Close

TARGETING MISINFORMATION

Twitter's new feature to ask users to read articles before sharing

New feature warns users attempting to retweet an article without clicking on it.

In Summary

• New feature warns users attempting to retweet an article without clicking on it.

• In the last few weeks, Twitter has been putting in place coloured labels to fight off misinformation to the public and this might just be one of the tactics.

People holding mobile phones are silhouetted against a backdrop projected with the Twitter logo. REUTERS/Kacper Pempel/Illustration
People holding mobile phones are silhouetted against a backdrop projected with the Twitter logo. REUTERS/Kacper Pempel/Illustration

Kenyans like most online content users globally are guilty of sharing articles without reading their contents.

This happens when one comes across an attractive headline making them share it with their followers without verifying or reading its content.

But this might soon come to a stop as Twitter is testing a new feature that warns users attempting to retweet an article without clicking on it.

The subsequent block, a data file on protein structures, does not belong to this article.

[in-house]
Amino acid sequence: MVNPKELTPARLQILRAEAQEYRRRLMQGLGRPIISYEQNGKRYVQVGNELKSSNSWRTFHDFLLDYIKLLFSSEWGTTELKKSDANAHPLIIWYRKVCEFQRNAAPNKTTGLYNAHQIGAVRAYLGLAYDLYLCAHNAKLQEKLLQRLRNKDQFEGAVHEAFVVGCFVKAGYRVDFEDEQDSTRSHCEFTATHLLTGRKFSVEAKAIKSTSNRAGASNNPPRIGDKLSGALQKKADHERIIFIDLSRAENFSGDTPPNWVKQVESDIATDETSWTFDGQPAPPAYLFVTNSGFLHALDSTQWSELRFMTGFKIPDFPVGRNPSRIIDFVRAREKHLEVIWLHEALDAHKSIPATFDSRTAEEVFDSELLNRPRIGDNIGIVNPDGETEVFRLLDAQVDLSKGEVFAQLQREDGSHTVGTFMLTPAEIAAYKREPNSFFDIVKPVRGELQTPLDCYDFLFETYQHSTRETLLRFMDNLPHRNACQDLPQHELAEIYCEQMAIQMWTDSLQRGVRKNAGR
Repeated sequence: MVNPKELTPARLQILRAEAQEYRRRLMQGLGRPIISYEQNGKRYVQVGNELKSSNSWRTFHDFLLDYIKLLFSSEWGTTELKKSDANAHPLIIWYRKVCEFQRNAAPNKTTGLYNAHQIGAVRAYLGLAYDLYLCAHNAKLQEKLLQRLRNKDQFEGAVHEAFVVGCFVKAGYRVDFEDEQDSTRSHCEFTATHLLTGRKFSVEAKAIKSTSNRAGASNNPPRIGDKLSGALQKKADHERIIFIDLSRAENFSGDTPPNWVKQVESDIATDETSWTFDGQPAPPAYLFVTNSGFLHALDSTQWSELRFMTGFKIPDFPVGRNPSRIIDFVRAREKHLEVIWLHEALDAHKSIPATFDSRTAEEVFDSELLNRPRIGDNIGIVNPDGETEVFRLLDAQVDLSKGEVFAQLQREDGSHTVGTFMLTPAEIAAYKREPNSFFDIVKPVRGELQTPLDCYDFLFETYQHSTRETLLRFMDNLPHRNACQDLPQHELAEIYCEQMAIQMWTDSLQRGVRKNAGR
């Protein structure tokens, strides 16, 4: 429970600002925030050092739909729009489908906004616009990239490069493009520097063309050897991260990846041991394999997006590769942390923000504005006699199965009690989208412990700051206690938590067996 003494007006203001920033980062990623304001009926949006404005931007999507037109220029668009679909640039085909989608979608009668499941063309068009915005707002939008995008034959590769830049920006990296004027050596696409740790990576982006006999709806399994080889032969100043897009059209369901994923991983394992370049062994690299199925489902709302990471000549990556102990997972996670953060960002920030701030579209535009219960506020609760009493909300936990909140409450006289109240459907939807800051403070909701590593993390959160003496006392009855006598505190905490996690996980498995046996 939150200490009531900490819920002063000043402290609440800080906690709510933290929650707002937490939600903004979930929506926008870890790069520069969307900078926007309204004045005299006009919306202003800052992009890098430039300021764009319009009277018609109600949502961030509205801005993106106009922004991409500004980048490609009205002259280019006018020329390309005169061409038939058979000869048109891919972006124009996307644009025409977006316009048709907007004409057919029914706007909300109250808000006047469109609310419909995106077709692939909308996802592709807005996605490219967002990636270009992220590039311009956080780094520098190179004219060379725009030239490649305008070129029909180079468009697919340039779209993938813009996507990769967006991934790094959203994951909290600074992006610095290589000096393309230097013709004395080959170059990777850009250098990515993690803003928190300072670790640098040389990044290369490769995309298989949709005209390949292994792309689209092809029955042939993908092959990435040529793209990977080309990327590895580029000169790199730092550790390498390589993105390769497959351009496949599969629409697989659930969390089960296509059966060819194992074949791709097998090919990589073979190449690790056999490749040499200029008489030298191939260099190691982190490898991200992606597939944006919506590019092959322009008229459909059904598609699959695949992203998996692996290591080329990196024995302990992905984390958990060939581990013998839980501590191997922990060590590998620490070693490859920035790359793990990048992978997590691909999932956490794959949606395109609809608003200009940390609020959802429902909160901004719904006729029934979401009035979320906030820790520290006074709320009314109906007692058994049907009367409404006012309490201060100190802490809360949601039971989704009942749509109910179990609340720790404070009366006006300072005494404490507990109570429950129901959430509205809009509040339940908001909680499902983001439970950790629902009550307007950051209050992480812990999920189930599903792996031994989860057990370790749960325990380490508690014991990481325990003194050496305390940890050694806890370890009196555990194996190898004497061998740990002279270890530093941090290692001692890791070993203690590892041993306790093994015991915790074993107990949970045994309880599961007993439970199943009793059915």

"Sharing an article can spark conversation, so you may want to read it before you Tweet it," Twitter said on Wednesday evening.

"To help promote informed discussion, we're testing a new prompt on Android –when you Retweet an article that you haven't opened on Twitter, we may ask if you'd like to open it first."

Twitter said that they are not testing ad products with these prompts.

"They're designed to empower a healthy and informed public conversation. If you see the prompt, you'll always have the option to go ahead and retweet," Twitter said.

In the last few weeks, Twitter has been putting in place coloured labels to fight off misinformation to the public and this might just be one of the tactics.

Last week, a leaked demo of new features sent to NBC media showed that Twitter is experimenting with adding brightly coloured labels directly beneath lies and misinformation posted by politicians and other public figures.

Twitter confirmed that the leaked demo is one possible iteration of a new policy to target misinformation.

 
 
 

The company does not have a date to roll out any new misinformation features.